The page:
How to Install a Fence Around a Courtyard
This custom wrought-iron fence adds a touch of architectural luxury to a courtyard.
This project uses cinderblocks, pre-cast stone and decorative wrought-iron fencing to transform a plain concrete patio into a privacy courtyard. Before beginning, have a specific design plan in mind. There are easy-to-use computer programs that can aid in this step.
The cinderblock walls will be placed 2" from the edge of the concrete patio in order to leave room for the pre-cast stone. Measure in 2" from the first corner and use a framing square to align where the wall will be positioned. Snap a chalk line. Do the same around the patio perimeter for remaining three walls.
Prepare premixed mortar according to manufacturer's directions. Beginning closest to the house, trowel a bed of mortar along the marked lines where the cinderblocks will sit. Lay the first block by pressing it gently into the mortar. Make sure it is plumb and level.
Apply a layer of mortar to one end of the next block before butting it against the first and pressing it into the mortar (Image 1). Remove excess mortar as you work. Before completing the wall, insert sections of 1" PVC pipe intermittently between the blocks and through the wall to provide drainage.
Tip: Patio slabs typically slope away from the house, so subsequent cinderblocks may require more mortar below them to keep them level with previous blocks (Image 2).
Continue laying mortar and setting blocks around perimeter of the patio, making sure all of the blocks are level and plumb. Insert sections of 1" PVC pipe intermittently between the blocks and through the wall to provide drainage. Be sure to leave an opening in one wall for the fence gate.
Fill in the core of cinderblocks with gravel. Pour concrete into blocks from top to fill in the remaining spaces.
Starting at one end, trowel a bed of mortar along the top of the cinderblock wall. Press the first cap block into the mortar making sure it is level. Apply mortar to one end of the next cap block before butting it against the first and pressing it into the mortar. Remove excess mortar and check for level as you continue down and around the wall.
Place a small bed of mortar along the base of the wall along the concrete patio. Apply mortar to the back of the pre-cast stone with a trowel and set into place. For irregular shape stones, it is helpful to dry-fit them before permanently affixing them to the wall. Use a trowel to add mortar to the joints after every few stones.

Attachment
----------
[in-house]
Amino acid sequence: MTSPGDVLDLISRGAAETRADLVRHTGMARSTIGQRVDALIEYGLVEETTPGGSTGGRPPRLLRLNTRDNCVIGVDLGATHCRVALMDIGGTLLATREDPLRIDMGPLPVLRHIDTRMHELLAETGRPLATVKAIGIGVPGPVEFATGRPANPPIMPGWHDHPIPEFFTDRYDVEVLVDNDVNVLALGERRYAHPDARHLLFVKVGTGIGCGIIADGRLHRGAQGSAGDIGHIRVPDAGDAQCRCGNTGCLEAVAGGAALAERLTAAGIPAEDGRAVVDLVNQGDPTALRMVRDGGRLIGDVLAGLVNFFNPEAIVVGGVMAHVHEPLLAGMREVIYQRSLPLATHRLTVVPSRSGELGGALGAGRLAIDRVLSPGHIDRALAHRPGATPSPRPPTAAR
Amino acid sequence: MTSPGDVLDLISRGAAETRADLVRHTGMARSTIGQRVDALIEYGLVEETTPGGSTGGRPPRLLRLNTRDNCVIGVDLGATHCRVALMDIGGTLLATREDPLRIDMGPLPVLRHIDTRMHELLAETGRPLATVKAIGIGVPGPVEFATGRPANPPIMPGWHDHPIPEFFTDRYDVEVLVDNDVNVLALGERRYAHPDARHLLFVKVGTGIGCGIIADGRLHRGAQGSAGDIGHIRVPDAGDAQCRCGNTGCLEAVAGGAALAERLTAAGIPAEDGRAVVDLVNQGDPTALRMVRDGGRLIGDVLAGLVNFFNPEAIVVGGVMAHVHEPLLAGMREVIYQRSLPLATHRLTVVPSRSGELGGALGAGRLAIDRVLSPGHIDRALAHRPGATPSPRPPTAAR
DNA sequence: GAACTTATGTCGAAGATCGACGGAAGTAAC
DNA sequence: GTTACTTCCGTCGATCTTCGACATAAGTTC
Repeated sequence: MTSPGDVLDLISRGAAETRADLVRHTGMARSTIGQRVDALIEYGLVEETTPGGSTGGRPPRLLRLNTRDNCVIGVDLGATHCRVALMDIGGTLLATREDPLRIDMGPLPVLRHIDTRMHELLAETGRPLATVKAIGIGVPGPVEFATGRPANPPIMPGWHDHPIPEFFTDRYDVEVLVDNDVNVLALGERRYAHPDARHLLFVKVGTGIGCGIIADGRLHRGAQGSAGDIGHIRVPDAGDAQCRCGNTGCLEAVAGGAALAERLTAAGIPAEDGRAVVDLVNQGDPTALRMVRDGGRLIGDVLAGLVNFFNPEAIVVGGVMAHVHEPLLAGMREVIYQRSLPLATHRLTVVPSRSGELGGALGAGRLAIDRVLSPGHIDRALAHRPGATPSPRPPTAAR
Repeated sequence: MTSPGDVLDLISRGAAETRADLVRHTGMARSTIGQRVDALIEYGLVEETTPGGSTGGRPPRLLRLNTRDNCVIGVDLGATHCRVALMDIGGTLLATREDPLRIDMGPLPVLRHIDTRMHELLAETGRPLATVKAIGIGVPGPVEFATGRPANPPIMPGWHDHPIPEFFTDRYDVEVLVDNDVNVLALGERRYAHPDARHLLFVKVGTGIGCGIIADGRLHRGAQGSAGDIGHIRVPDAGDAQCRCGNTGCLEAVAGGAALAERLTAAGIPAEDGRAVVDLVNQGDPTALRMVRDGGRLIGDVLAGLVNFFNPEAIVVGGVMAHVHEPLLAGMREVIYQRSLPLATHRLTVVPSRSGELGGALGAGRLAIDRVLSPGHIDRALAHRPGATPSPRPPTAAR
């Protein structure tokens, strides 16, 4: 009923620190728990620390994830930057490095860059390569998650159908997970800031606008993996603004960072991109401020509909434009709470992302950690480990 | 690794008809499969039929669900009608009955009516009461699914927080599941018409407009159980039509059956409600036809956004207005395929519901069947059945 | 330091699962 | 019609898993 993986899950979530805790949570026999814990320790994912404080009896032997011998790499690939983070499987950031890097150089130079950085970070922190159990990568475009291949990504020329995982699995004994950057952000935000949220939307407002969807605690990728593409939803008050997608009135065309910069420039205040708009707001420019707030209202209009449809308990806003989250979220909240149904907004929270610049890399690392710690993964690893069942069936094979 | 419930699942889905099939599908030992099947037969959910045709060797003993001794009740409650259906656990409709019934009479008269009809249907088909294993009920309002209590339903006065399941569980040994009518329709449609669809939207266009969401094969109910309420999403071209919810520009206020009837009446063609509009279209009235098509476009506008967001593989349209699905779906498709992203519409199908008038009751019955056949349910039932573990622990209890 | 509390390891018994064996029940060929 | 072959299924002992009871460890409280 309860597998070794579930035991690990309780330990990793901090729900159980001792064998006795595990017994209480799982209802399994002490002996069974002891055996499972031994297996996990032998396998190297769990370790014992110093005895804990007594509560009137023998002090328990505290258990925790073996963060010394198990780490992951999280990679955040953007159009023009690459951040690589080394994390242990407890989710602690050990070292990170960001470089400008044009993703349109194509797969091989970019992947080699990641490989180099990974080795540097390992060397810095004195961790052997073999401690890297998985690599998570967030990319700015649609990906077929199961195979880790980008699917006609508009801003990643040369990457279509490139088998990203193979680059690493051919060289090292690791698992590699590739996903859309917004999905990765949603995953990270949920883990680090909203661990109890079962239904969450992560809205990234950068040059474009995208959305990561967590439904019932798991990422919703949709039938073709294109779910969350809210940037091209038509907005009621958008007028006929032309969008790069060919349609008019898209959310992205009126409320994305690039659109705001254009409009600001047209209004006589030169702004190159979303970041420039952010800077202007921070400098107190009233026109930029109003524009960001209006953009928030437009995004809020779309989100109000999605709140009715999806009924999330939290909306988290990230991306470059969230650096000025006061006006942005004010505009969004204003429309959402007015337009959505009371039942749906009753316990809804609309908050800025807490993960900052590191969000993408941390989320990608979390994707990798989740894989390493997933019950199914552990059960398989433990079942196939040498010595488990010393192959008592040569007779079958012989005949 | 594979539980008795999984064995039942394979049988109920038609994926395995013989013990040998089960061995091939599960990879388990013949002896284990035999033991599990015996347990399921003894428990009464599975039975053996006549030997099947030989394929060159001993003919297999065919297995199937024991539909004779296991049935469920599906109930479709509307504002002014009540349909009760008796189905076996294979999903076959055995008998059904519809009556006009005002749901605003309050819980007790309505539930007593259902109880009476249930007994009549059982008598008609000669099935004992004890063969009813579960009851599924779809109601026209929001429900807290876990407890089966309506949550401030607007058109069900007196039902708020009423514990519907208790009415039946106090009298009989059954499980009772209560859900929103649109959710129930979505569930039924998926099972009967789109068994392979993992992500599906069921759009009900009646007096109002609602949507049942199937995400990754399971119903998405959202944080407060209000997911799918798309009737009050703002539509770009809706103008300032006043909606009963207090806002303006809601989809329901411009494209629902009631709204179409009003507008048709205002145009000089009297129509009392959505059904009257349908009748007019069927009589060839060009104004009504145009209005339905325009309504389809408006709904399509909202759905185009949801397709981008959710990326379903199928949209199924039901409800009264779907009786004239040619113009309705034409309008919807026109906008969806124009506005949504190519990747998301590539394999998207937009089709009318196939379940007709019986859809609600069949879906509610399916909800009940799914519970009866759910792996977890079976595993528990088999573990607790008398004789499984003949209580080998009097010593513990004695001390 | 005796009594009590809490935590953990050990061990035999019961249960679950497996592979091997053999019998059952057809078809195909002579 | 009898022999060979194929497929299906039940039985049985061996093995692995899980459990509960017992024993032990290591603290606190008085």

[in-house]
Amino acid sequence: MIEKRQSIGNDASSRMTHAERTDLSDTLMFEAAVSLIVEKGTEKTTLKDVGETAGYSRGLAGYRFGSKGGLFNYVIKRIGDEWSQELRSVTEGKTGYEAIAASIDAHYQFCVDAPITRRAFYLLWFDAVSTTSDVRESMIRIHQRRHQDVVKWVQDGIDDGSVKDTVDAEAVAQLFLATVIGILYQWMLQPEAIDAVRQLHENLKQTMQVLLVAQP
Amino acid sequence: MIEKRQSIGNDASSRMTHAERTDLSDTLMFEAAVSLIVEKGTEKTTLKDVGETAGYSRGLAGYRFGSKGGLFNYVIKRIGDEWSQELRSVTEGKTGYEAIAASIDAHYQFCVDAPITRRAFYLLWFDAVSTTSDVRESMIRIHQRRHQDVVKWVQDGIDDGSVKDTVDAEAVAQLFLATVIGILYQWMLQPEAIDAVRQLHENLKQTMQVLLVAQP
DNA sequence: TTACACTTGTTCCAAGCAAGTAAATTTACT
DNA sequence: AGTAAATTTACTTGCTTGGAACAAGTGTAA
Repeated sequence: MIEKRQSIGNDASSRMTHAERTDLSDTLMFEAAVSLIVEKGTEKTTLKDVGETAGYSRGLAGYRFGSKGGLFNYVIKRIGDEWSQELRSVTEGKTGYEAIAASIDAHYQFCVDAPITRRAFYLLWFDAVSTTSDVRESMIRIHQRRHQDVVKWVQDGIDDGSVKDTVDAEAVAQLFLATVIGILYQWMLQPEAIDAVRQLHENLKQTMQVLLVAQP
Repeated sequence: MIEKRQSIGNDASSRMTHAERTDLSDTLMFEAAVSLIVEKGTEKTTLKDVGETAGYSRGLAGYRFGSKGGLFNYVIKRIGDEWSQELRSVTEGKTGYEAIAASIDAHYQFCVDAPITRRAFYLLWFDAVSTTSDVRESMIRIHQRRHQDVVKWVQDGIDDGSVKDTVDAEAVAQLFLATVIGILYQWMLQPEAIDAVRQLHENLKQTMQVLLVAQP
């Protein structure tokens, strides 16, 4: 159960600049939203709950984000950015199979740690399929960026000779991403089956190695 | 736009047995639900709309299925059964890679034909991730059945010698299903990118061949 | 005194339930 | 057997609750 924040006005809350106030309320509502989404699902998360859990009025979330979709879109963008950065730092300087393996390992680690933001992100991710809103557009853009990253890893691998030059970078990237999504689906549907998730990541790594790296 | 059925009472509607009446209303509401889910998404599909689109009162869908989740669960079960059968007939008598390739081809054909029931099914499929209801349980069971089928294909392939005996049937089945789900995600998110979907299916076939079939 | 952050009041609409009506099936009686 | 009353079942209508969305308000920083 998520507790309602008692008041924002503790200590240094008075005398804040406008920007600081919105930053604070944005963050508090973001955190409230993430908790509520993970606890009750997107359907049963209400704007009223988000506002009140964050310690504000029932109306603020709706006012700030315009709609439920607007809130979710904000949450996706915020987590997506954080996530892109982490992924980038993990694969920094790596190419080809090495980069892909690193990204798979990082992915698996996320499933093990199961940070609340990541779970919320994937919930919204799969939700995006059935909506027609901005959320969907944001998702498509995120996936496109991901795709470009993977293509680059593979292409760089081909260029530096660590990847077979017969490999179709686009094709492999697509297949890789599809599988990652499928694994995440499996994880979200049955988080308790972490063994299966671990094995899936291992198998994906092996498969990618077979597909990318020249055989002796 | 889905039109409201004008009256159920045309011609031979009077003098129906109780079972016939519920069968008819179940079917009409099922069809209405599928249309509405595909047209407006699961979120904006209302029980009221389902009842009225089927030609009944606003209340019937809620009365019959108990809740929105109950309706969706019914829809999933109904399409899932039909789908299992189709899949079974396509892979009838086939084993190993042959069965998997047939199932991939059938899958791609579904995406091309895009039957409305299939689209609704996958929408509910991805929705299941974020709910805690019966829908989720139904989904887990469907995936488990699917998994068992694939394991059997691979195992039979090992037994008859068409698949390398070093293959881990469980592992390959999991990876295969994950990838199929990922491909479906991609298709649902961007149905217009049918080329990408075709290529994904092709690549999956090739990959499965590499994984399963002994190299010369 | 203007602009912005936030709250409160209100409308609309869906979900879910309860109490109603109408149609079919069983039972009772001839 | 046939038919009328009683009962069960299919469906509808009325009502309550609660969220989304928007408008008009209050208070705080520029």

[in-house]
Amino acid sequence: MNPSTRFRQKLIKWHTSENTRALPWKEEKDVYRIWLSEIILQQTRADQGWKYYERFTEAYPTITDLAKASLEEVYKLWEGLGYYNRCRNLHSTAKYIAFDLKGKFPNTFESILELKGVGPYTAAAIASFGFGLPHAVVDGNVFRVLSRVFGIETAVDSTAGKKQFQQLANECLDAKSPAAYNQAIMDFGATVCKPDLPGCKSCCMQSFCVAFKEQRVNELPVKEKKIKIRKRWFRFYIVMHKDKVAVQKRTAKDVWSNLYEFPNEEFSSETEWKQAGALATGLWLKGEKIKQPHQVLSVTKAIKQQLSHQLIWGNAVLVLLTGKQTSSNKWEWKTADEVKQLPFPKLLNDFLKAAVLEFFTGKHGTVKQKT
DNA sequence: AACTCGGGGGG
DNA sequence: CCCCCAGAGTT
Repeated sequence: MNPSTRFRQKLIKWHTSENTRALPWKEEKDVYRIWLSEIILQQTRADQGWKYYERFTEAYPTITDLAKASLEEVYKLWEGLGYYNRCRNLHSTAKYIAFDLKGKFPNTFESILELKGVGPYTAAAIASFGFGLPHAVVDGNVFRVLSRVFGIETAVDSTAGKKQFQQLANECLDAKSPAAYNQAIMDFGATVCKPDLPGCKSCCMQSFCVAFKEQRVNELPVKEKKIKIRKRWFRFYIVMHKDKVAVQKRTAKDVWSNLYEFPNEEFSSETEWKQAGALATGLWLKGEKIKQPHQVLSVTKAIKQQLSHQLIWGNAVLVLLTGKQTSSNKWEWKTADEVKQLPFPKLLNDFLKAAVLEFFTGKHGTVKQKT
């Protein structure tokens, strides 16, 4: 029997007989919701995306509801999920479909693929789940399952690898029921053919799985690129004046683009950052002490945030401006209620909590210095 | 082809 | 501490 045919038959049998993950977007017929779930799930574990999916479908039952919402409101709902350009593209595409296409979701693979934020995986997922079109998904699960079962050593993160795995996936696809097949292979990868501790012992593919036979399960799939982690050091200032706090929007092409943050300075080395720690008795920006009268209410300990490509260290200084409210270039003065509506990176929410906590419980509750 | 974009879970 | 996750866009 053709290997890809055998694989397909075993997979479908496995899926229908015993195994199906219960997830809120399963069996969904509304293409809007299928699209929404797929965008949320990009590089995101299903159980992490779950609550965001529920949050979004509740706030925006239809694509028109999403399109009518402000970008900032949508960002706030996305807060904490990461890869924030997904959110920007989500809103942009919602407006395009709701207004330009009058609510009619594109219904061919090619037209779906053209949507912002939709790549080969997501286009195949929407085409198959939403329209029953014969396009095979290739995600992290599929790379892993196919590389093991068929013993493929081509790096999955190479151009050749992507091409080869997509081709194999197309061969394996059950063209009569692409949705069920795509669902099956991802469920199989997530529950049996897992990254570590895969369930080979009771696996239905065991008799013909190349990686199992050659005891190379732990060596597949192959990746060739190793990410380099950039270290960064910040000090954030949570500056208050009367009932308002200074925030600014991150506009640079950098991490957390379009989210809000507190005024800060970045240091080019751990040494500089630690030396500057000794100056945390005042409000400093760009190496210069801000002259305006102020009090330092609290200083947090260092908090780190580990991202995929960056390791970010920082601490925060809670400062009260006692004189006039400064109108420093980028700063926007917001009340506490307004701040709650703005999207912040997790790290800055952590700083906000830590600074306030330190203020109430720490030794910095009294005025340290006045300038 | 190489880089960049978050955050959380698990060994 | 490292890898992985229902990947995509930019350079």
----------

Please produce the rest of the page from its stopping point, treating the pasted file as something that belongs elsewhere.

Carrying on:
Work around the small PVC pipe drains with small pieces of stone. Continue until the walls two sides, but not the top, are covered in stone. When mortar dries about half-way, use a stiff brush to smooth out the joints and clean away any loose mortar.
Temporarily set the fence gate into position within the wall opening. Check to make sure it is plumb and level. Place the included "L" brackets on the concrete patio and mark their position.
Remove the fence gate and drill holes into the concrete. Place the gate back into the opening and position the "L" brackets over the holes. Insert nail anchors into the holes and hammer securely in place. Secure the "L" brackets to the gate posts using steel screws. Attach gate latch.
Starting near the house, set a section of fencing on top of the wall and mark the anchor points at the base of the posts. Remove the fence and pre-drill the cap block using a masonry bit.
Secure the fence to the house using "L" brackets and to the wall using 2-1/4" masonry screws. Continue attaching sections end-to-end, making sure to align tabs with previous section. Attach fence to gate posts.
Using stones that are flat on top and straight on the edges, begin laying stones on top of the wall’s cap blocks. Apply mortar to the top of the cap blocks and press stones into place.
Work around the fence posts, getting as close as possible. Use a hammer to shape stones to fit in irregular spaces. Fill in around the posts with mortar. When mortar is almost dry, use a stiff brush to smooth out the joints and clean away any loose mortar.